The businessman Henry Dimbleby, who co-founded the Leon restaurant chain and led a review of school food, has taken the opportunity given to him two years ago by the then environment secretary, Michael Gove, and run with it. The national food strategy published on Thursday is a genuinely bold attempt to solve a hard problem: how to stop ruining our nation’s health with junk food at the same time as cutting greenhouse gas emissions from food production. Taking one of its first quotations from the biologist Edward O Wilson, the report leaps with both feet into complex questions about human societies, agriculture and ecosystems pushed to the brink of disaster.
The strategy draws on some citizens’ assembly-type research and interviews with people in all parts of the food system, as well as existing knowledge. It digests insights from the team behind the landmark Limits to Growth report from half a century ago, and recent work on the value of nature, commissioned by the Treasury, from the economist Partha Dasgupta.
But it never loses sight of the fact that the point is people. While the project’s remit did not extend to a consideration of the role of shrinking benefits in perpetuating what it calls the “junk food cycle”, Mr Dimbleby makes plain that he knows that poverty causes obesity.
The recommendation to extend free school meals to all children from households with an income below £20,000, and expand the Healthy Start voucher programme, are straightforward and humane public policy measures that any politician should be embarrassed to oppose. The insight gleaned from public sessions that a meat tax is politically impossible is delivered calmly; meat-eating will have to be reduced in other ways.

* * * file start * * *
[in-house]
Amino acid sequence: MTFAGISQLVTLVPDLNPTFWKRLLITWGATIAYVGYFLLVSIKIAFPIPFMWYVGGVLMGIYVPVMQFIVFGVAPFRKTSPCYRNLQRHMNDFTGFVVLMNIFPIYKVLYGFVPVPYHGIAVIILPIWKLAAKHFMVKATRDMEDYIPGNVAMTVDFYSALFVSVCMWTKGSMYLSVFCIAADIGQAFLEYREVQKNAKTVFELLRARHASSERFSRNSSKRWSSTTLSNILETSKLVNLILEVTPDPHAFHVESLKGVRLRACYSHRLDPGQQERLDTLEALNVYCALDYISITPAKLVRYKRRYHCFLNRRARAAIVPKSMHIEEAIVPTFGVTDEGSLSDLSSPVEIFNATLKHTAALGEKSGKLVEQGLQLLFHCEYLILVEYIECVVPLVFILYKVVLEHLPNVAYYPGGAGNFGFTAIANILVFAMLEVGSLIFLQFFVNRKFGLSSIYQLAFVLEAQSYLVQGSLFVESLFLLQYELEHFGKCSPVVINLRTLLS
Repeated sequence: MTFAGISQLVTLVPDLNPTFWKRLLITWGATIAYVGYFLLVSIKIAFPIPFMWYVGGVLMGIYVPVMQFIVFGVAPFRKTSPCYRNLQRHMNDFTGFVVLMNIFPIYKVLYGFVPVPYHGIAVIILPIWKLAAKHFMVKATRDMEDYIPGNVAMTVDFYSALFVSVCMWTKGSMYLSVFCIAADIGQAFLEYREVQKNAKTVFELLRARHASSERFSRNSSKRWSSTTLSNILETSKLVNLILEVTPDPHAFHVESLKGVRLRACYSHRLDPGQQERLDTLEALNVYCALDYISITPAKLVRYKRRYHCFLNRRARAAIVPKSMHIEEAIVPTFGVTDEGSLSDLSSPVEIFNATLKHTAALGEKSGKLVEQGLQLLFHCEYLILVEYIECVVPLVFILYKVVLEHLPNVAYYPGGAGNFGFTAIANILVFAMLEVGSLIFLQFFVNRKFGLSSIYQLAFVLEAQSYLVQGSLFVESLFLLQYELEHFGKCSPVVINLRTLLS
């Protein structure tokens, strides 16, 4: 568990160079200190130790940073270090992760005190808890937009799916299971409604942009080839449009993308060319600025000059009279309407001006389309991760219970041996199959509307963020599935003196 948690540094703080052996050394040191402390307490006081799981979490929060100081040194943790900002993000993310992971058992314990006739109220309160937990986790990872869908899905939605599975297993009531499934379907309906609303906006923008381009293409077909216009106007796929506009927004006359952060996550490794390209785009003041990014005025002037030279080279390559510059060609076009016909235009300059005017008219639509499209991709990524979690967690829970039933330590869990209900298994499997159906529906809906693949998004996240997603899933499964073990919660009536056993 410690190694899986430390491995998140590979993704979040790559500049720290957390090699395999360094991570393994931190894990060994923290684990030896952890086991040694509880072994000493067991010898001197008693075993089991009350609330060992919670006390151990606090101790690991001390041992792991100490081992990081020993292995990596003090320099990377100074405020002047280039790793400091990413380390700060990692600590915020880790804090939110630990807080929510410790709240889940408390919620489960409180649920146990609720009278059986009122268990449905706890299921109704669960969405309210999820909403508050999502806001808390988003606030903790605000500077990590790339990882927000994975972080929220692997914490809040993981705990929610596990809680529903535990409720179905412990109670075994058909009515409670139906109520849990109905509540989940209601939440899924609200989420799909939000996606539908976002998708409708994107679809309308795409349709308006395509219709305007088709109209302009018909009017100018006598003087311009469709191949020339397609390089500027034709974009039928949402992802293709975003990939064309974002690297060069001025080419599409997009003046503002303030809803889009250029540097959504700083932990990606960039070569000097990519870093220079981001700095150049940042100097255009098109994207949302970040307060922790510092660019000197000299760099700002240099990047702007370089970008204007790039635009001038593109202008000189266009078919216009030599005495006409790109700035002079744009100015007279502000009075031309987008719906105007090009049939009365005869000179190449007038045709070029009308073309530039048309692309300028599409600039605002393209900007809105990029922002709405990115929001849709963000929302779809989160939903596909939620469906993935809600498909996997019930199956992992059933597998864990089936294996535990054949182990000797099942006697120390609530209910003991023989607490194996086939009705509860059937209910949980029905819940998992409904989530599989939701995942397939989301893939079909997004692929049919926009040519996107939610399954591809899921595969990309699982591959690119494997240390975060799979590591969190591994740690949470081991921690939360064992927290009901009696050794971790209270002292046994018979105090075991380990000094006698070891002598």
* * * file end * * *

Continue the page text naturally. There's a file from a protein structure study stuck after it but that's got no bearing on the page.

Some of the data, though shocking, is familiar. Three in 10 British adults over 45 are obese. We eat five times more crisps than in 1972, and vastly more ultra-processed foods than many of our European neighbours (50% of all food, compared with 13% in Italy). The pandemic has exacerbated many of these trends, for example increasing consumption of takeaways. Food inequalities are enormous, with children in the most deprived areas three times as likely as other children to have tooth decay at age five.
The facts about the environmental damage caused by food production are also not new, although since there has been no progress in reducing greenhouse emissions from farming in a decade, they urgently need restating. Around 20% of the UK’s emissions come from food; when imports are added, the total is a great deal more. Where Mr Dimbleby and his team break new ground is in synthesising all this information into a manifesto for change. The health of the population and the planet, they argue, must be viewed as a whole, with trade policy part of the picture too.
Naturally enough, attention has focused on Mr Dimbleby’s most eye-catching idea: a new sugar and salt tax, modelled on the soft drinks levy and estimated to be worth around £3bn a year. That the prime minister appeared to dismiss this proposal straight away would be disappointing if there were any reason to expect more.
But the truth is that the body of work represented by this strategy, with its 14 thoughtful recommendations, is too good for Boris Johnson’s government. That the prime minister chose to give his own poorly worked-out “levelling up” speech on a day that he could have spent responding in a constructive way to two years of research on food policy is sadly not surprising. Other policymakers will hopefully be more receptive. Mr Dimbleby believes that at least some industry bosses are keen for ministers to take the lead. The door to a healthier future is open.